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Children-in-care and care leavers services could come under council control


Gloucestershire County Council is proposing to bring youth support services for 11-24 year old children-in-care and care leavers back in-house.


At its meeting on Wednesday 30 January, the council’s cabinet will be asked to consider recommendations from a report that looks at how the council support children-in-care and care leavers in Gloucestershire to achieve their full potential.

Youth Support Services in Gloucestershire have been provided by Prospects on behalf of Gloucestershire County Council since 2008. Prospects deliver the 11-24 year old children-in-care and care-leaver function, as well as a wide range of statutory and other youth support services, such as youth offending, substance misuse, and NEET (“Not in Education, Employment, or Training”).

In that time the partnership has gone from strength to strength. Over the last 10 years Prospects has successfully brought in over £3.5m of additional funding to the council.  

The Youth Support Options for 2020 report highlights the importance of closely aligning some elements of youth support services with other aspects of children’s social care.

The report recommends that the integration of social care services and teams will be beneficial for young people as it has the potential to reduce the number of social workers young people have over the time that they are in care, and could benefit young people’s development in many areas, including education, employment and training, physical and mental health, housing, and life skills – among others.

If agreed the changes will form part of the ongoing journey of improvement in children’s services. 

The Youth Support Options for 2020 report recommends that:

  • the 11-24 year old children-in-care and care-leaver function be brought under the control of the county council;
  • the council make an arrangement with Prospects to extend the remaining period of the contract for a period of one year, until 31 March 2021 recognising the positive partnership that exists; and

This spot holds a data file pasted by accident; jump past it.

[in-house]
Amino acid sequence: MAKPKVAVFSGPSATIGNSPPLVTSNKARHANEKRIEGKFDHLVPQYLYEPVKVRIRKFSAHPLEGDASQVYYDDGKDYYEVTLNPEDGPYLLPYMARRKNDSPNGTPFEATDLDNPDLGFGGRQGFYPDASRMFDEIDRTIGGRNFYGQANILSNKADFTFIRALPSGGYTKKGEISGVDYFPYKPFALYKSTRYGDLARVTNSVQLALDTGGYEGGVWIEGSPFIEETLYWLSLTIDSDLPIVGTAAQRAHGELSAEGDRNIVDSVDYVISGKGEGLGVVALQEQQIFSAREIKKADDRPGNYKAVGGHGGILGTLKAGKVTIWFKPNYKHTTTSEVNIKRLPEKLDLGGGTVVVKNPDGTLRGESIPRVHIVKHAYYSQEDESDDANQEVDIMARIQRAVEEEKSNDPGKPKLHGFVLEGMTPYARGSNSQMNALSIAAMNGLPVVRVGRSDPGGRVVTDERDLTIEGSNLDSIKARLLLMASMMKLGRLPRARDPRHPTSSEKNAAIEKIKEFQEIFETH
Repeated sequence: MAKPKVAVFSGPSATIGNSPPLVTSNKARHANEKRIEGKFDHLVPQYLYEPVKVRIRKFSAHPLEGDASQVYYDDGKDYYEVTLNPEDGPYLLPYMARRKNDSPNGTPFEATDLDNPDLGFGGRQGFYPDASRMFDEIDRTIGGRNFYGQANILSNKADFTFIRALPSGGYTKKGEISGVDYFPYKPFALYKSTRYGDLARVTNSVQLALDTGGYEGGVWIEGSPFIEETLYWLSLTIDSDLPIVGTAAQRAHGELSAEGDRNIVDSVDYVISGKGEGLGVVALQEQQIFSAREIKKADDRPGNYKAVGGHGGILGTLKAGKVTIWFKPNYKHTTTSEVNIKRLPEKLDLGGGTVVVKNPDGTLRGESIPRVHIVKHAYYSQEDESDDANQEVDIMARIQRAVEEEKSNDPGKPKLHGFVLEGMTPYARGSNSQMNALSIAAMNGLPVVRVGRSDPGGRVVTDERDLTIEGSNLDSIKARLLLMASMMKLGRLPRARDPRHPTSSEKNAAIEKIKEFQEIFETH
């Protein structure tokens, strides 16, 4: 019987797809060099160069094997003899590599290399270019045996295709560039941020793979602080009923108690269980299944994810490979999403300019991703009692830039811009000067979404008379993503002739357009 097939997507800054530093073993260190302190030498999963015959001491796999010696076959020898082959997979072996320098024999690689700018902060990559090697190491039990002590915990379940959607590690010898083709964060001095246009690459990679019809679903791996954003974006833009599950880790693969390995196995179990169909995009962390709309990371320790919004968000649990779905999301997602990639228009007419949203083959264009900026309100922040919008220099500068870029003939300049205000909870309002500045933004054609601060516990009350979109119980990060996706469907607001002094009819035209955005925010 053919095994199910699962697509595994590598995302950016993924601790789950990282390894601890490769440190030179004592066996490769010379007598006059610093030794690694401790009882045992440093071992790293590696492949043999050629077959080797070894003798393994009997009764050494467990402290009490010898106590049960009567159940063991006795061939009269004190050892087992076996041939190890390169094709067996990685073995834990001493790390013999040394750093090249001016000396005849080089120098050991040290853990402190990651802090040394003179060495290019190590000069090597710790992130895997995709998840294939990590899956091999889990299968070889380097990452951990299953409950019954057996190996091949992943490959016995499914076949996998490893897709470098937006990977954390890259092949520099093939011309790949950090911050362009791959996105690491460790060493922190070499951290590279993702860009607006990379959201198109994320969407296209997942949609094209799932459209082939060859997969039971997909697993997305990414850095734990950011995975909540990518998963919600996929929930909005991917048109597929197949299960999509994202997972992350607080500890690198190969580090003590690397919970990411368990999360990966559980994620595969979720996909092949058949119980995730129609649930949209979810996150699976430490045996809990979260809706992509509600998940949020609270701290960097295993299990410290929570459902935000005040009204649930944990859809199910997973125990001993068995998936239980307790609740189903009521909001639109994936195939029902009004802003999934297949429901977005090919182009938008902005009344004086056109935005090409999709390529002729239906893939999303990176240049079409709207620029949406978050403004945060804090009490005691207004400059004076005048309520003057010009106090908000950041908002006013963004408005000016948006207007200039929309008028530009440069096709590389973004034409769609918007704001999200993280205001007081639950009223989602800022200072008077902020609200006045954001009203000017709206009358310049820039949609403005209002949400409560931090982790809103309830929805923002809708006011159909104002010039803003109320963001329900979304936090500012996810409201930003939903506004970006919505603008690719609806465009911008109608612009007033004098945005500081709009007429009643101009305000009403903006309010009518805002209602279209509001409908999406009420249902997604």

• the council undertake a redesign of services for April 2021.

The report concludes that staffing costs would initially be similar, as the 70 social workers who manage cases for Prospects are already employed directly by the county council, and that a future redesign of the service could potentially reduce costs.

Cllr Richard Boyles, cabinet member for children and young people, commented: “The care journey for children and young people has been thoroughly reviewed and we believe that a united children’s social care service is the best option for the most vulnerable children and young adults in our county. The recommendations take into account that the Youth Strategy for Gloucestershire will be reviewed in early 2019 and allows for some flexibility following significant consultation and development periods.”

Alison Williams, Director of Children and Family at Prospects, said: “We are proud of the difference we make to young people in Gloucestershire through the services we provide for the county council. We have a positive relationship with the council and colleagues work in an integrated way across both organisations. The Youth Support Team works with approximately 6,000 vulnerable young people in the county, targeting specific groups who are most at risk of not making a successful transition into adulthood. We are delighted that our work in Gloucestershire will be extended for an additional year.”

To read more about the recommendations, click here. 

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